I worry now that, you know, the system's getting into trouble again, obviously. And we have such extreme partisanship. And it's almost a bad thing to have compromise now, as opposed to a good thing, the way it was back then. So I do think members of Congress, as they deal with Social Security and all the other issues that confront the nation, realize that compromise is a good thing. Bringing the country together is a good thing. Building consensus is a good thing. And that's just what Bob Dole did so, so well.
AKIKO FUJITA: You said you had a chance to speak with him several weeks ago. Did you talk to him a bit about what's playing out in Washington? I wonder over the course of the last year, even, whether you had those conversations, how he viewed the political discourse in Washington right now. Because he did still support President Trump when he was president then, but certainly, it's a very different environment than when he served.
SHEILA BAIR: Yeah, well, it was. I mean, for better or worse-- I do not support President Trump, but he was the party's nominee. And Bob Dole was very loyal to his party. And so he did endorse him. And I think that is what it is. I just hope it doesn't taint the broad-- the decades of public service, where he did so much good for the nation.
You mentioned Social Security, but I mean, that's just one thing. Tax reform, making the Tax Reform Act of 1986, which really cleaned out a lot of loopholes. Civil rights-- he was a big advocate on civil rights, the Voting Rights Act extension, the Martin Luther King holiday. Disability rights-- you mentioned the food stamp program, now called SNAP. He was a compassionate conservative in the best sense of the word.
And he believed in the big tent. He talked a lot about the GOP being a big tent. And it pained him. He talked a lot about the underrepresentation of African-Americans in our party as something that bothered him throughout the time I knew him. It troubled him greatly and frustrated him greatly that the Republican Party couldn't make greater inroads.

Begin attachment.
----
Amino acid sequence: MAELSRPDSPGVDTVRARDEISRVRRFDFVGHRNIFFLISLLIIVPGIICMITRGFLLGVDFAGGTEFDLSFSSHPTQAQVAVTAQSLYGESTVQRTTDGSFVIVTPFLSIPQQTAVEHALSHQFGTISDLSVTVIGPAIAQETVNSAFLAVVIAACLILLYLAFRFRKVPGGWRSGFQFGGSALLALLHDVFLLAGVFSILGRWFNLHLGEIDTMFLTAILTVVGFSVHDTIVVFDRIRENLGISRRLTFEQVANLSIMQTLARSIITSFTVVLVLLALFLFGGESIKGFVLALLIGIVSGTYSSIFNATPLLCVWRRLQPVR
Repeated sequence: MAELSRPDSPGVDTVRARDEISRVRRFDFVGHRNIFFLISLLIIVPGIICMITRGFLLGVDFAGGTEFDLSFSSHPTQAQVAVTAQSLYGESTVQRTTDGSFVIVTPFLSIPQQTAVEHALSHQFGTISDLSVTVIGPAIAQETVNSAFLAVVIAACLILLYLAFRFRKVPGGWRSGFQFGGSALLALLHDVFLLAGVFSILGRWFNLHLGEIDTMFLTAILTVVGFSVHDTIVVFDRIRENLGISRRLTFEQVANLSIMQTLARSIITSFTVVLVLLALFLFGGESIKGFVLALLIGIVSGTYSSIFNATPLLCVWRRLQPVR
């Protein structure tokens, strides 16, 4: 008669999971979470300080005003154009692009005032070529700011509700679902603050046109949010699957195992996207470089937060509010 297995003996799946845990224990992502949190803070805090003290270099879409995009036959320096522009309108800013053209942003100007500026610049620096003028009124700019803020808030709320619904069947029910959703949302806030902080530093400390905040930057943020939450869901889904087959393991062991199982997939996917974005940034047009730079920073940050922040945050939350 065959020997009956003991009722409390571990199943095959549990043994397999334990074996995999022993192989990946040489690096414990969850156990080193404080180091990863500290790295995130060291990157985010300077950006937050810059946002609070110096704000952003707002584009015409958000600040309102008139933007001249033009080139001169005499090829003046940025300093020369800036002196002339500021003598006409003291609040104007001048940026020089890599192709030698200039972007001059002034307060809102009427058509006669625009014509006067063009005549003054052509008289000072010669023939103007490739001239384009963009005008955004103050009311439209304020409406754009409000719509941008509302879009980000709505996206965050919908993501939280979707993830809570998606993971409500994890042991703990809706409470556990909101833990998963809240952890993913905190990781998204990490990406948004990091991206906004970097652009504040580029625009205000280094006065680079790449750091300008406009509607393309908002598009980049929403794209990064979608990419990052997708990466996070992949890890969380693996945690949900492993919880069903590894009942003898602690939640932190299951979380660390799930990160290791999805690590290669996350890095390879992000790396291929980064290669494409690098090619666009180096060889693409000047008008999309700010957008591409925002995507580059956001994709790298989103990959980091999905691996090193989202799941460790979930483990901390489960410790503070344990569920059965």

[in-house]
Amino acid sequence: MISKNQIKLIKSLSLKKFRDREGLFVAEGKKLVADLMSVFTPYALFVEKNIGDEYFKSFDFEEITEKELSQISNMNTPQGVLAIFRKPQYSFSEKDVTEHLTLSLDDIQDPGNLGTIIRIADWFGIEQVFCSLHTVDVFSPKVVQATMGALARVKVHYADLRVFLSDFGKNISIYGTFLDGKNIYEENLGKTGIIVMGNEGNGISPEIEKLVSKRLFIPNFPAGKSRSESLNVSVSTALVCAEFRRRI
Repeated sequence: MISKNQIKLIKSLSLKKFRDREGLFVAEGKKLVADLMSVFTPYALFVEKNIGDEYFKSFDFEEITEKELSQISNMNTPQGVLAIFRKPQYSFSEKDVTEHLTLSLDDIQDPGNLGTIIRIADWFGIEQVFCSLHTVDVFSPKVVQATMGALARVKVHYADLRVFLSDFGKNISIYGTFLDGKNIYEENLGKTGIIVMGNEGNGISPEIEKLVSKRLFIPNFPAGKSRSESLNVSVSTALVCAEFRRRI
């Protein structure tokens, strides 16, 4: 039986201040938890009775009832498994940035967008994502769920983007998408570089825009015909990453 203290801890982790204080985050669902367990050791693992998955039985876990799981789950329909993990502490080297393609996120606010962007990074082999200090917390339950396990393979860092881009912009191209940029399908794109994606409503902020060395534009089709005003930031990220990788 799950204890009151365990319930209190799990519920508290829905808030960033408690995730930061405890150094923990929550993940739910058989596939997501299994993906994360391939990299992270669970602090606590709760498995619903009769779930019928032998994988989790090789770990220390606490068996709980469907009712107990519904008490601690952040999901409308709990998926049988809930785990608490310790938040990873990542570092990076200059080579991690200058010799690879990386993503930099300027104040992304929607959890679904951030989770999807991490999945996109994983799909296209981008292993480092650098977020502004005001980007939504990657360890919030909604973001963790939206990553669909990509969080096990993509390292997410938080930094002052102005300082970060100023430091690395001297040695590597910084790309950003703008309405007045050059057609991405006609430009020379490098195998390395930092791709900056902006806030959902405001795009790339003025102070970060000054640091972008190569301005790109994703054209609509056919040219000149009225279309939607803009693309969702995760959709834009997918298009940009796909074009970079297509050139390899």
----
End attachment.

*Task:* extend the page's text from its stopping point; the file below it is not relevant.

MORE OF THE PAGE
So, you know, I just think I hope people look through the whole course of his career. He was a good friend to Joe Biden, too, and has said a lot of positive things about President Biden. They actually, back when I worked for him, the Judiciary Committee, Joe Biden was a member of the Senate Judiciary Committee then and worked closely with Dole on the Voting Rights extension, which I also helped with as a as a Senate Judiciary Committee counsel. So, you know, he cares about the country. And he's going to support whoever was in office to try to make them be successful. And that was who he was until the very end.
AKIKO FUJITA: And we did hear President Biden reflect on that as well, saying that they had been friends for many years and that they were always able to pick up right where they left off, no matter how much time had passed. Sheila Bair, former FDIC chair, it's good to talk to you today. Really appreciate the time.